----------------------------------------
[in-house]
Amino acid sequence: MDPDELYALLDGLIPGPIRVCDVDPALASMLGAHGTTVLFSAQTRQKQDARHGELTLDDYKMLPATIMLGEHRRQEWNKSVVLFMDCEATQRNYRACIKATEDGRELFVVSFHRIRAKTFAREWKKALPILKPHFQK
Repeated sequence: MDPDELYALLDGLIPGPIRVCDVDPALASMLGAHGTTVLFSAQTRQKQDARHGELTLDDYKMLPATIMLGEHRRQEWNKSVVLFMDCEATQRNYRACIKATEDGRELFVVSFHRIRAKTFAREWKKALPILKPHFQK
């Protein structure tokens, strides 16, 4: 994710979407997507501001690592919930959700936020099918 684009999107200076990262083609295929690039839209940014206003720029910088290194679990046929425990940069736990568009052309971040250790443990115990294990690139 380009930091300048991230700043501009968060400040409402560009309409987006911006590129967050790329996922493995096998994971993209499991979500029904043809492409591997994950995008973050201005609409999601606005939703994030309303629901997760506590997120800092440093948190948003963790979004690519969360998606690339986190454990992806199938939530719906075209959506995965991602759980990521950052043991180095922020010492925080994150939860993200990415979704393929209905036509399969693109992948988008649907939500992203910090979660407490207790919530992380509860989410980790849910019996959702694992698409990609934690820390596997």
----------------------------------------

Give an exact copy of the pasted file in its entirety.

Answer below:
[in-house]
Amino acid sequence: MDPDELYALLDGLIPGPIRVCDVDPALASMLGAHGTTVLFSAQTRQKQDARHGELTLDDYKMLPATIMLGEHRRQEWNKSVVLFMDCEATQRNYRACIKATEDGRELFVVSFHRIRAKTFAREWKKALPILKPHFQK
Repeated sequence: MDPDELYALLDGLIPGPIRVCDVDPALASMLGAHGTTVLFSAQTRQKQDARHGELTLDDYKMLPATIMLGEHRRQEWNKSVVLFMDCEATQRNYRACIKATEDGRELFVVSFHRIRAKTFAREWKKALPILKPHFQK
């Protein structure tokens, strides 16, 4: 994710979407997507501001690592919930959700936020099918 684009999107200076990262083609295929690039839209940014206003720029910088290194679990046929425990940069736990568009052309971040250790443990115990294990690139 380009930091300048991230700043501009968060400040409402560009309409987006911006590129967050790329996922493995096998994971993209499991979500029904043809492409591997994950995008973050201005609409999601606005939703994030309303629901997760506590997120800092440093948190948003963790979004690519969360998606690339986190454990992806199938939530719906075209959506995965991602759980990521950052043991180095922020010492925080994150939860993200990415979704393929209905036509399969693109992948988008649907939500992203910090979660407490207790919530992380509860989410980790849910019996959702694992698409990609934690820390596997």